A Message from Mayor Onderko

Mayor Onderko

Mayoral Address - Thursday, January 6, 2022

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Welcome to the 93rd annual reorganization meeting of the Mayor and Council. Thursday, January 6th, 2022. 

First, I would like to wish everyone a Happy and Healthy New Year as we begin another year governing the Borough. I look forward to working with everyone on council and welcome Councilwoman Madak and Councilman Agans to the team. 

Looking back for a moment, 2021 is certainly a year that presented us with significant challenges dealing with the lingering pandemic and a major flood disaster from remnants of hurricane Ida. One thing about our community was very evident days following the flood, our fellow residents care deeply about one another. The outpouring of support for relief supplies from neighbors, our school district, surrounding towns, and local companies was truly heartwarming. This is what the American Spirit is all about, helping others in times of need. There is no doubt the American Spirit is alive and well in Manville. 

Our Police Department, Office of Emergency Management, Fire and Rescue volunteers should be commended for their emergency response efforts. We are extremely thankful there was no loss of life in our Borough and that is a testament to the dedication and bravery of all those who responded to evacuate our residents. 

Hurricane Ida deposited 11 inches of rain in a very short period of time causing flash flooding in our Borough that no one expected, nor was it ever encountered before. This storm, the worst in our Borough’s history, caused the lower floor of our Borough Hall to flood significantly. That certainly didn’t help with providing necessary services days after the flood. Restoration of our Borough Hall and council chamber should begin later this month.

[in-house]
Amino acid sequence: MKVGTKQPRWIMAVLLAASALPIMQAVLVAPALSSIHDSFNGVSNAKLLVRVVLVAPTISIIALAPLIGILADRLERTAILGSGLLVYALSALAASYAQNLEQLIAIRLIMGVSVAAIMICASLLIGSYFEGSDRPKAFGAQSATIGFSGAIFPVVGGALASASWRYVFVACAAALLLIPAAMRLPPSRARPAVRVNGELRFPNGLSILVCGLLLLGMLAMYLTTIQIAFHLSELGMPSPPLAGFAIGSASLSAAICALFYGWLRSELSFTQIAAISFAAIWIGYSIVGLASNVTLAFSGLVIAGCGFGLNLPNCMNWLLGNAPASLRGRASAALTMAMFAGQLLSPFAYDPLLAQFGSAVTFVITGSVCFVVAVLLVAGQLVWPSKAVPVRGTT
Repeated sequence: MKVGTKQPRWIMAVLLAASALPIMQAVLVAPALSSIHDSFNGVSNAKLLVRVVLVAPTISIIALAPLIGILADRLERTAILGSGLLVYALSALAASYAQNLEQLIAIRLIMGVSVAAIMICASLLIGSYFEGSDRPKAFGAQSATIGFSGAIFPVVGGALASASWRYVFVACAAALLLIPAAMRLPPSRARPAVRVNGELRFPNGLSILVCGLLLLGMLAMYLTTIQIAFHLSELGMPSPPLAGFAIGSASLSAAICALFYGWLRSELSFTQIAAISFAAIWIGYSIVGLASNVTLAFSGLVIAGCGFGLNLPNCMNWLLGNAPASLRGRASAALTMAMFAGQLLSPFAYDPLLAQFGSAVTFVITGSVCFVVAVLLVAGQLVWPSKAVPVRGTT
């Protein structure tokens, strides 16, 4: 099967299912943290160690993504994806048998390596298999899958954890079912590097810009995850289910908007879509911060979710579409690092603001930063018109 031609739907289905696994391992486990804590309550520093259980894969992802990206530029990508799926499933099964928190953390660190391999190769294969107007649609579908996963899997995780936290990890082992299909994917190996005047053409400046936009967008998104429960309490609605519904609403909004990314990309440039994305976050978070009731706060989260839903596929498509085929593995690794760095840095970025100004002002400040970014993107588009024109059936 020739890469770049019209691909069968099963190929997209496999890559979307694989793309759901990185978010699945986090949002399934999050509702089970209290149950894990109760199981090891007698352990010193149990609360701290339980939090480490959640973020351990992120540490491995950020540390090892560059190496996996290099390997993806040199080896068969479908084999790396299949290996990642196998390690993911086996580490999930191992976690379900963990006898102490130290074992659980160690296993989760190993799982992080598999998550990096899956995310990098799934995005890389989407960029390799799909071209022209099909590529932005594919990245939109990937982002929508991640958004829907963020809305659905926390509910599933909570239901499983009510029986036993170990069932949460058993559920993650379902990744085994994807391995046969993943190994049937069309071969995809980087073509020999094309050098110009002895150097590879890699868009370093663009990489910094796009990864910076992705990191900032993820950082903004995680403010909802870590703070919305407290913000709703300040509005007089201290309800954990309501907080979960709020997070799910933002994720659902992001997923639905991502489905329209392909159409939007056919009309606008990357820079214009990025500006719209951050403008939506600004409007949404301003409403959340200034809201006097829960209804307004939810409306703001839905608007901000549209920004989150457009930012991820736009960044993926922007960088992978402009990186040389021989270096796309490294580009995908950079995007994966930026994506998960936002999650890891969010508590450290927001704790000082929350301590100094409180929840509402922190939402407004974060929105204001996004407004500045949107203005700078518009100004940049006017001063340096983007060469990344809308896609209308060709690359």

It was a very stressful time for everyone, but the employees of Borough Hall and our Department of Public works put in long hours to meet the needs of our residents looking to rebuild their homes. I would like to say thank you once again to everyone involved in our flood recovery efforts. A big thank you to our Somerset County Commissioners who helped provide debris removal contractors and to PSE&G for their help in our recovery efforts. And a special thank you to VFW Post 2290 and its leadership team and volunteers for always being there as our Red Cross shelter in times of emergency.

History was made days after the storm when President Biden, Governor Murphy, and other federal, state, and county officials visited Manville. It was the first time a sitting President of the United States visited our town. I was honored to shake the President’s hand and ask for his help. I am hopeful federal disaster aid will be allocated to New Jersey soon and that we receive our fair share this time. 

2022 begins like most years, all eyes on the municipal budget. Governor Murphy may have said “if the property tax rate is your #1 issue, we are not your state”. I would like to say, “if the property tax rate is your #1 issue, Manville is your town”. For the past 6 years, we have not exceeded the 2% hard cap on the municipal tax levy and have looked for ways to save tax dollars thru various shared service agreements.